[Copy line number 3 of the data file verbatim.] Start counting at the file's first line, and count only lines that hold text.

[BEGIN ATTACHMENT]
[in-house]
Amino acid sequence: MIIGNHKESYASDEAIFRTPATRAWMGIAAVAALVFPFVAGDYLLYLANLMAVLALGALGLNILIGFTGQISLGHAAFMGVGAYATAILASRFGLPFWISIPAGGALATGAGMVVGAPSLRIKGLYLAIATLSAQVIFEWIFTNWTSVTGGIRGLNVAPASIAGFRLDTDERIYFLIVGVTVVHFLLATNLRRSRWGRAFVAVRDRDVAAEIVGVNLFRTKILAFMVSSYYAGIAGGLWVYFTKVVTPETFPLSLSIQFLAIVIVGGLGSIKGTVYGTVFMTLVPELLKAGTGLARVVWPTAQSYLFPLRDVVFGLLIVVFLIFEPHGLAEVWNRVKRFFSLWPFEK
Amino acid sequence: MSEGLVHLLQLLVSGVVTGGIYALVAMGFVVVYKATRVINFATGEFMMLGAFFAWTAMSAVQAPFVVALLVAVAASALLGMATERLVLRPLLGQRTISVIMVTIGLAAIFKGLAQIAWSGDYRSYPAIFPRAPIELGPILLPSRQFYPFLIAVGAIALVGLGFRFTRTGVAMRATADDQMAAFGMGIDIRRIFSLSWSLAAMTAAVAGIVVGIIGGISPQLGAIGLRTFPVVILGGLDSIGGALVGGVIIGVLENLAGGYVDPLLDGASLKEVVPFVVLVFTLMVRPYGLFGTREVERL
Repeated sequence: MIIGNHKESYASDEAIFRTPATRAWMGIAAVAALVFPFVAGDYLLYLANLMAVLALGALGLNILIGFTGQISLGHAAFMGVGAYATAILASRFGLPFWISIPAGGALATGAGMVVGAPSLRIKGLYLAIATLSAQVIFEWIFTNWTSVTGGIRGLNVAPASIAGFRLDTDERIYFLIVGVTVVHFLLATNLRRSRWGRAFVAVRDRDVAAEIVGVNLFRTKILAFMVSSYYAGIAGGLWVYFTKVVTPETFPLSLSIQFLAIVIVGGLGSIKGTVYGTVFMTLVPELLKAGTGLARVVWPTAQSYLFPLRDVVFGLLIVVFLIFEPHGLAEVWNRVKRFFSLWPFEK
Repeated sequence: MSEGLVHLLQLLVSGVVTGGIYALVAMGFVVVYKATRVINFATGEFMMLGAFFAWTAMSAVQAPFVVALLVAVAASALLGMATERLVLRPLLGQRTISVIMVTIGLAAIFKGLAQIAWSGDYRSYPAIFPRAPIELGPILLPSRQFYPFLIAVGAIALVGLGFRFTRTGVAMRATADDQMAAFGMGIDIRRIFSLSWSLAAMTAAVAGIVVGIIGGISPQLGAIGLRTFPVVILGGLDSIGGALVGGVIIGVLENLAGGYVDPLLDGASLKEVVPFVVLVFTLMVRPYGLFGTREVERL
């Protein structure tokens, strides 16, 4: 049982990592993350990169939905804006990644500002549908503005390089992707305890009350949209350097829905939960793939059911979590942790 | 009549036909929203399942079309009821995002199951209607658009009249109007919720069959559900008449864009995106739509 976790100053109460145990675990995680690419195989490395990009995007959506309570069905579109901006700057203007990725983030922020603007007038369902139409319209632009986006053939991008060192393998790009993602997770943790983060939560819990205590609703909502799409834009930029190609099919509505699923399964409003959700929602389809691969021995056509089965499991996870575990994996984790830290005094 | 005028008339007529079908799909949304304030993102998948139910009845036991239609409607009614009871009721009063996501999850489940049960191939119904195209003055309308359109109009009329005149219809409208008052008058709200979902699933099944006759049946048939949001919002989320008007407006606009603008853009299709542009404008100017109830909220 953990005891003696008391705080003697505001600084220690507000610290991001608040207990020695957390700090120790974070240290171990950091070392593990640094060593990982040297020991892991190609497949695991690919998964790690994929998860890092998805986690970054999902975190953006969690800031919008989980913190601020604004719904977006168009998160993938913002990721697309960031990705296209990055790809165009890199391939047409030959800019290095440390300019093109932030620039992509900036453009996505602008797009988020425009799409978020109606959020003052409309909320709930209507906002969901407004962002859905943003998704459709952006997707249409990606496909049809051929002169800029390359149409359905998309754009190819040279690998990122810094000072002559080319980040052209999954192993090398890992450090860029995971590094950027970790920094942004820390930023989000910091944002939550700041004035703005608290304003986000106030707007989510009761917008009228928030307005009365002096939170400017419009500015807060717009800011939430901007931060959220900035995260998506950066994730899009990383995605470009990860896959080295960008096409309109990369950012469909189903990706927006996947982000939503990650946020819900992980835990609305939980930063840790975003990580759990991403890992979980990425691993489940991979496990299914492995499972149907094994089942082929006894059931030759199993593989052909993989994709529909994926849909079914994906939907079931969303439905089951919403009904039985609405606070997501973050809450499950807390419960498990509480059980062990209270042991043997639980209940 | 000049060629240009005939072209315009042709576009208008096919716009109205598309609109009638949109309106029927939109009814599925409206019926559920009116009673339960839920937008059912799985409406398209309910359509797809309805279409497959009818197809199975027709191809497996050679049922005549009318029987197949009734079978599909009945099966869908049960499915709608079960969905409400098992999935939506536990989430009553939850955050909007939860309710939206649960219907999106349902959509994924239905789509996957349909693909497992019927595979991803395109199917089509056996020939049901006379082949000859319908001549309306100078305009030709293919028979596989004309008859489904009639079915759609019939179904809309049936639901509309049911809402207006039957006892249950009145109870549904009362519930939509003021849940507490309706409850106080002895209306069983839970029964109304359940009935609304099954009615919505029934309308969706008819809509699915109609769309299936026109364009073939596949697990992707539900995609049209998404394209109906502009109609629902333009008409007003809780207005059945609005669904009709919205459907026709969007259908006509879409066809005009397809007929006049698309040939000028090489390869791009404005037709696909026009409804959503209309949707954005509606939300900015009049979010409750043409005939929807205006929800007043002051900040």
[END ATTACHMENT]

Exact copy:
Amino acid sequence: MSEGLVHLLQLLVSGVVTGGIYALVAMGFVVVYKATRVINFATGEFMMLGAFFAWTAMSAVQAPFVVALLVAVAASALLGMATERLVLRPLLGQRTISVIMVTIGLAAIFKGLAQIAWSGDYRSYPAIFPRAPIELGPILLPSRQFYPFLIAVGAIALVGLGFRFTRTGVAMRATADDQMAAFGMGIDIRRIFSLSWSLAAMTAAVAGIVVGIIGGISPQLGAIGLRTFPVVILGGLDSIGGALVGGVIIGVLENLAGGYVDPLLDGASLKEVVPFVVLVFTLMVRPYGLFGTREVERL